3. Bobbinet - what is it and what is it for?

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    swisstulle bobbinet

    I find the story of the fabric known as bobbinet quite fascinating.  Like coutil it is a very rare, difficult to find material and it is only made by a very few factories in the world.  Like coutil there is a certain 'snobbishness' tied to it when put into the context of couture and fashion.  You must have 'genuine' bobbinet and it must be made of the right stuff and in the right way.

    Luckily, here at Sew Curvy we have genuine bobbinet, manufactured by one of the UK's only remaining factories and even more luckily, because I was able to get a narrower (but no less useful) width, the cost per metre is extremely competitive - the best you'll find anywhere on the net I think (haha! pun intended!)!

    Bobbinet is a very special tulle fabric - sometimes even known as 'genuine tulle' it has been around since 1806 when it was invented by a very clever man called John Heathcoate.  Mr Heathcoate coined the term 'bobbinet' from two words, 'bobbin' and 'net' because it is a lace type net fabric - lace is made with bobbins - but made on a machine which he also invented.  Modern lace is made on similar machines and these days, the design for bobbinet machines, like many Victorian inventions,  is largely unchanged from the original Heathcoate design.

    bobbinet fabric structure
    The structure of bobbinet tulle is hexaganol and this is what makes it so strong and durable.

    Bobbinet tulle is constructed from warp and weft yarns,  but unlike regular woven fabrics and nets, the horizontal weft yarn is looped diagonally around the vertical warp yarn to form a regular and distinctive hexagonal mesh which is completely stable, has minimal stretch and is durable, sheer and very very strong in comparison to it's weight.  This is why it is ideal for foundation garments within dresses and has been favoured by designers since the early 20th century for supporting haute couture gowns.  It is the hexagonal mesh which makes the difference here, without the hexagons, it's not bobbinet.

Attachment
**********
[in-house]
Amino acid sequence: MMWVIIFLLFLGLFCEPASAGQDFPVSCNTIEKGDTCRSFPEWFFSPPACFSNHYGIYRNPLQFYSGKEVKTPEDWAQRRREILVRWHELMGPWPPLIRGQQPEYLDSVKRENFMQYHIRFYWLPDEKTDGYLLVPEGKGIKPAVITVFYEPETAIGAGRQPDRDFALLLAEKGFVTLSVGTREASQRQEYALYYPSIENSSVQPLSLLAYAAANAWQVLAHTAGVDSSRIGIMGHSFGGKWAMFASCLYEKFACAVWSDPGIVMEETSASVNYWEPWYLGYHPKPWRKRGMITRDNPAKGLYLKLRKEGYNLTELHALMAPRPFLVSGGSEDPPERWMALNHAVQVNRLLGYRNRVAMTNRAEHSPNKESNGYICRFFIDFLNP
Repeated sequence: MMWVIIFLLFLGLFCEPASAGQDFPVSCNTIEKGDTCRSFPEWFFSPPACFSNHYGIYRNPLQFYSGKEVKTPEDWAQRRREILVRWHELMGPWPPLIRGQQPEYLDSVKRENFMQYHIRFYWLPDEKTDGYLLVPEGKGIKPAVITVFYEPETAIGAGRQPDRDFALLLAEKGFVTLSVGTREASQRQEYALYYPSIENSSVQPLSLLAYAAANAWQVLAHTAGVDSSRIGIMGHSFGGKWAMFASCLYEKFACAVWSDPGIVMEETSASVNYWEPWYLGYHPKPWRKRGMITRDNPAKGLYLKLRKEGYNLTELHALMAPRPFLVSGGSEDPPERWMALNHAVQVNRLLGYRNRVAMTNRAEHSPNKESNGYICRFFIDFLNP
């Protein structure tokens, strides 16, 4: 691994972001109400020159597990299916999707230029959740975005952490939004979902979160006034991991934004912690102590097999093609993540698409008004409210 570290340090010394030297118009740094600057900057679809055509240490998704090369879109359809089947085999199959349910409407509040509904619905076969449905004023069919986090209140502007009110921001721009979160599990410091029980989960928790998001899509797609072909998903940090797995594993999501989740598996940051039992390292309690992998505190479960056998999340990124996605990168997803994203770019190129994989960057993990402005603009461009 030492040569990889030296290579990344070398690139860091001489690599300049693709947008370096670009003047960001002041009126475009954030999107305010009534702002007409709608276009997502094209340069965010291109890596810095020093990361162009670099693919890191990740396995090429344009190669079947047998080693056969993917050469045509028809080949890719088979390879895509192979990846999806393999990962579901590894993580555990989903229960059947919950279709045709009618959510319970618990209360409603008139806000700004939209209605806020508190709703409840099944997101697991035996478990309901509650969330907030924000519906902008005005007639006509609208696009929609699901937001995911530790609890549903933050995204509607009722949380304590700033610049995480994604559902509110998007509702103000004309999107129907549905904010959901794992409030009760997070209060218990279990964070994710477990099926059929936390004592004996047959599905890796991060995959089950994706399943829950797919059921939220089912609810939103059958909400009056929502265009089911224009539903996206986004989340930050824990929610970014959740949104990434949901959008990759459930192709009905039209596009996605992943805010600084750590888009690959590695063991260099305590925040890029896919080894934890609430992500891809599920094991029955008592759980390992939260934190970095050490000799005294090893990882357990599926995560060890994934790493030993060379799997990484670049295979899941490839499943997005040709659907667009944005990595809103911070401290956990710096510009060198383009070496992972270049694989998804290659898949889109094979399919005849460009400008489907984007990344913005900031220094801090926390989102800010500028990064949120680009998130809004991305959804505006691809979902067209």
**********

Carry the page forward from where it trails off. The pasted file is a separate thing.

Bobbinet was originally made from cotton, and it is now available in many different fibres including silk, nylon and special 'technical' fabrics. The threads of bobbinet can be coated in all sorts of non fabricy things including metal and this makes it's range of use outside the fashion industry quite vast!   It is used for theatre back drops, military applications, medical patches,  parachutes, cryogenic insulation, electromagnetic shielding, flexible electronics, fishing nets, high quality wig making and a whole other raft of 'craft' applications including porcelain statue decoration - who knew!!??

    bobbinet dress foundation dior couture
                 Dior dress foundation with bobbinete corselette

    In fashion, which is what we're interested in of course,  bobbinet mesh is still used for couture style dressmaking including bridal wear, corsetry and lingerie or as a base cloth for fine embrodery.  In the world of costume, bobbinet is used in wig making because it is fine, strong, and more or less invisible when hair is woven through it.

    bobbinet dress foundation balmain couture
    Balmain gown inside and out, with bobbinet corselette foundation

    What to use bobbinet for?  I would use it for dress foundations (sometimes called a built in corselete), and I am intending to try it out in light corsetry or as a stand alone corselete.  You can use bobbinet for petticoats but if I were to make a floaty tulle petticoat I would use a more standard silk tulle - not a specialist silk bobbinet.  Why?  Because regular silk tulle is much less expensive than silk bobbinet and just as effective, it also comes in a wider range of colours.  The point of using bobbinet in dressmaking is for strength and lighness to create something fine and elegant.  Bobbinet is not really a fabric to be used for it's looks in any application.